5 Ways To Have A Healthier Thanksgiving
Thanksgiving meals are great, especially when you get to share them with loved ones. However, traditional Thanksgiving dishes are high in carbs and calories, which can be counterproductive in achieving your weight loss goals.
Here are five ways you can have a healthier Thanksgiving this year:
1. Substitute high-carb sides with vegetables
Turkey is a lean meat, so it’s not the culprit when it comes to a big Thanksgiving meal – the sides are. Traditional Thanksgiving side dishes, like potatoes, cranberry sauce and casseroles, are loaded with sugar and carbs. Substituting them with vegetables, such as green beans or steamed carrots, will keep you on track with a healthy-eating plan.
2. Control your portions
No matter what dishes are on your Thanksgiving table, it’s important to watch your portions. Even healthier options can add up in calories when you take too much.
If you do opt for carb-heavy sides, try to limit yourself to smaller portions. For gravy, try taking only a golf-ball-sized amount – a little goes a long way. Or instead of a whole serving of carb-heavy dishes, limit yourself to a bite. You get the taste, but not all the calories, carbs and sugars.
3. Include activity in your day
Burn off some calories before or after your meal by planning time for physical activity. Make it a family affair. Take a hike, play a game of tag football – anything to get moving.
4. Limit alcohol
Try sparkling water or infused water to help you stay hydrated and limit added calories from alcohol.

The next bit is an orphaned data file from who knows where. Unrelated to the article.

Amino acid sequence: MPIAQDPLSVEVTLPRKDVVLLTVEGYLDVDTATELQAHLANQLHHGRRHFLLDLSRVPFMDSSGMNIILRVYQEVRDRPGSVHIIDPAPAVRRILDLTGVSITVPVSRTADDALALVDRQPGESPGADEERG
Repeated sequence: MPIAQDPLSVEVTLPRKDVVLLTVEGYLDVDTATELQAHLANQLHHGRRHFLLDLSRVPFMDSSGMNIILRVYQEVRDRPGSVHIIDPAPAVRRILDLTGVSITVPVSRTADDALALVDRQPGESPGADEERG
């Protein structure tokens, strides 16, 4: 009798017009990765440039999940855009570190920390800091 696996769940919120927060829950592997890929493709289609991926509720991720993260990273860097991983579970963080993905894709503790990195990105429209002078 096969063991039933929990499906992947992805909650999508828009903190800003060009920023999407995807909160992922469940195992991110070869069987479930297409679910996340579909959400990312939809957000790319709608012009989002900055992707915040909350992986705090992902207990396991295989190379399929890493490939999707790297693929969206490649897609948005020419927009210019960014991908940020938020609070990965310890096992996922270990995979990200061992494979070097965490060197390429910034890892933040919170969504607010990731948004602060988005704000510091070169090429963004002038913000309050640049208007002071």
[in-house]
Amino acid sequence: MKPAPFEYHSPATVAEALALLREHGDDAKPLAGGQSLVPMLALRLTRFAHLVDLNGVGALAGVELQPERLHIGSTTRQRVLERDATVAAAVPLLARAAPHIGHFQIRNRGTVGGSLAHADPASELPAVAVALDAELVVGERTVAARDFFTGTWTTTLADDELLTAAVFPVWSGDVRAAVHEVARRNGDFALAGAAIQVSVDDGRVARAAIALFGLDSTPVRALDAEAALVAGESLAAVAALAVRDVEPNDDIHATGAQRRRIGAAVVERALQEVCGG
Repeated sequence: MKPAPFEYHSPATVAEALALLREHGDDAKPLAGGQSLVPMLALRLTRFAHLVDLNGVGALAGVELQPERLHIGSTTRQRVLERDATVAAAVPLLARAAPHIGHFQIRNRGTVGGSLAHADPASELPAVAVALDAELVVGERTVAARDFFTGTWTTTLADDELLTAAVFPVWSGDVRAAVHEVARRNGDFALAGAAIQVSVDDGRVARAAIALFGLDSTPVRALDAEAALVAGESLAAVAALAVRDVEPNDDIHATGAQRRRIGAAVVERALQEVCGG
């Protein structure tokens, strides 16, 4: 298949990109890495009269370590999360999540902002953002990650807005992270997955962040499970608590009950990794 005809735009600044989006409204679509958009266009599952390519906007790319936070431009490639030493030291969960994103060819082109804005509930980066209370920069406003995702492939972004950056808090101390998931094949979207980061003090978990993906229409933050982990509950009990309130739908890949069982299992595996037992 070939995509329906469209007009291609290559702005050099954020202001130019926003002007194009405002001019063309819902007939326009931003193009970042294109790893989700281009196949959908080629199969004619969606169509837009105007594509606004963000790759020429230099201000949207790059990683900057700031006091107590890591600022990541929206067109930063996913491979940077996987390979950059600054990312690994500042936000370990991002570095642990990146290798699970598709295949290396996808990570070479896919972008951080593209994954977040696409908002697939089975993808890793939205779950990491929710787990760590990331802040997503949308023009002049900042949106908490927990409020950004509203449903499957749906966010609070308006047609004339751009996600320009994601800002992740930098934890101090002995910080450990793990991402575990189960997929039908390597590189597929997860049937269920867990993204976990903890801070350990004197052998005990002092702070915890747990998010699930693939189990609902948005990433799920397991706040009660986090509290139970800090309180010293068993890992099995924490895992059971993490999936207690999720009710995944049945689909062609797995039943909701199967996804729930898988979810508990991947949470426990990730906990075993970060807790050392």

5. Don’t skip meals
It may sound logical to skip breakfast or lunch to prepare for a big feast, but that actually makes you hungrier and more likely to overeat. Instead, have a small healthy snack so you aren’t starving waiting for the meal to be ready.
Try to keep the focus of the day on friends and family, instead of food. With these easy adjustments, you can enjoy the meal without the guilt.
Weekly Health Tips are brought to you by UCF Health, the College of Medicine’s physician practice. Offering primary and specialty care under one roof, UCF Health treats patients age 16 and up in primary care and age 18 and up for specialty care. Most major insurance plans are accepted. Two locations are now open: the original in East Orlando at Quadrangle and University boulevards just blocks from the main UCF campus, and the newest one in Medical City at Narcoossee Road and Tavistock Lakes Boulevard. Information for both facilities can be found at UCFHealth.com, or call (407) 266-DOCS to schedule an appointment.
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